The rabbit was the wisest of the four creatures, he regularly preached that among other moral precepts the alms should be freely given.

One night of the full Moon, always a special time on the Buddhist calendar, the rabbit reminded his friends to keep the precepts and offer food to any beggars who approach them.

Later, the otter found fish, the jackal found a roasted lizard, and the monkey found some mangoes. The animals saved the food to eat later on. Meanwhile, the rabbit realized that his food, grass, would be unacceptable to a beggar, so the rabbit would have to offer himself as food.

When the pledge to sacrifice himself occurred to the rabbit, one of the Buddha’s protectors, Sakka, decided to test the rabbit and his friends. He disguised himself as an old Brahmin who needed food so he could perform his priestly duties.

Sakka went to each animals’ lair and requested nourishment. The otter, the jackal, and the monkey offered the food they had found. Sakka thanked each and said he might return for the food later.

Finally, Sakka went to the rabbit’s abode and requested food. The rabbit happily replied that the Brahmin should build a fire and the rabbit, himself, will jump into the fire and become roasted as a meal for the holy man.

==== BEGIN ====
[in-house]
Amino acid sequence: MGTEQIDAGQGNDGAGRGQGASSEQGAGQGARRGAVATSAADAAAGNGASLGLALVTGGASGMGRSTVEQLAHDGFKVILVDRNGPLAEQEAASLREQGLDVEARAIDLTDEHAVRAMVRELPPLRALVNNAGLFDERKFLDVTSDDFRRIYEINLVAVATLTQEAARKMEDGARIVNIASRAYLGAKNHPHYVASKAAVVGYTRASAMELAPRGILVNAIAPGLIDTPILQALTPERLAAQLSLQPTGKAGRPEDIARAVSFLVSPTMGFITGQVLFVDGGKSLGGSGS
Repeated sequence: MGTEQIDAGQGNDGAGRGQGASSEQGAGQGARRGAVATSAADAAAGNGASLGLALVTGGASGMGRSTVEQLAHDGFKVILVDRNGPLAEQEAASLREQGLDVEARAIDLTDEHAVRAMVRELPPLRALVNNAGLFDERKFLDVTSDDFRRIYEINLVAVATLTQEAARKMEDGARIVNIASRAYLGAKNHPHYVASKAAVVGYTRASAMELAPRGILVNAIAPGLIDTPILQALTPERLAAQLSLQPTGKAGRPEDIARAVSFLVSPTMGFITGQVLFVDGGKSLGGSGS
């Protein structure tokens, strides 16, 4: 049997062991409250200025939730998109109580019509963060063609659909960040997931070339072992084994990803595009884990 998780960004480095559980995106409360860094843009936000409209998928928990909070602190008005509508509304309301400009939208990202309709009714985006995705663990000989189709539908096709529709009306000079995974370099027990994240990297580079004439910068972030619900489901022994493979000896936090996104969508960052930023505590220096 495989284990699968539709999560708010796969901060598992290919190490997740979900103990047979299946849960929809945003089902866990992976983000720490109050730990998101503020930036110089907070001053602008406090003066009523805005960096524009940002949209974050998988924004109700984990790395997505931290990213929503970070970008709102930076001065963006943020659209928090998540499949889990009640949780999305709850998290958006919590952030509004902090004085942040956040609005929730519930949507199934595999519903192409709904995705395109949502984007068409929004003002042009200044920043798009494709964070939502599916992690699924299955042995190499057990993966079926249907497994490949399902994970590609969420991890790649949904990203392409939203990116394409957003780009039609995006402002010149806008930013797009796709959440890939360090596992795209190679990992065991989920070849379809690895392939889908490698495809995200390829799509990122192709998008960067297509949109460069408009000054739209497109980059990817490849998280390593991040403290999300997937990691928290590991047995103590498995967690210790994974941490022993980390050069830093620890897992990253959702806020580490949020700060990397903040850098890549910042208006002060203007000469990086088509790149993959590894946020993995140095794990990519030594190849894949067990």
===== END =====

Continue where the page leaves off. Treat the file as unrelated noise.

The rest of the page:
Sakka built the fire. The rabbit willfully jumped into the center of the flames. However, the fire did not harm the little creature. The rabbit asked the holy man why the fire did not kill or hurt him. The Brahmin revealed his true identity as Sakka. The rabbit reaffirmed his willingness to sacrifice himself to any alms seeker, regardless of identity.

Sakka was so satisfied with the rabbit’s behavior that, he extracted the living essence from a mountain and drew the image of the rabbit on the surface of the Moon. This was done to remind people about the great virtue of the rabbit.

After the Moon was decorated, the four animals continued to live together practicing the precepts in harmony and Sakka returned to his heavenly realm.

As I finished mentally visualizing the story, I noticed the rabbit in my yard was still wiggling its nose and munching grass. I thanked the bunny for reminding me about the Rabbit in the Moon.

The Blue Jay of Happiness quotes from The Dhammapada book of wisdom. “Conquer anger with non-anger. Conquer badness with goodness. Conquer meanness with generosity. Conquer dishonesty with truth.”

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Small Touches …Floral Friday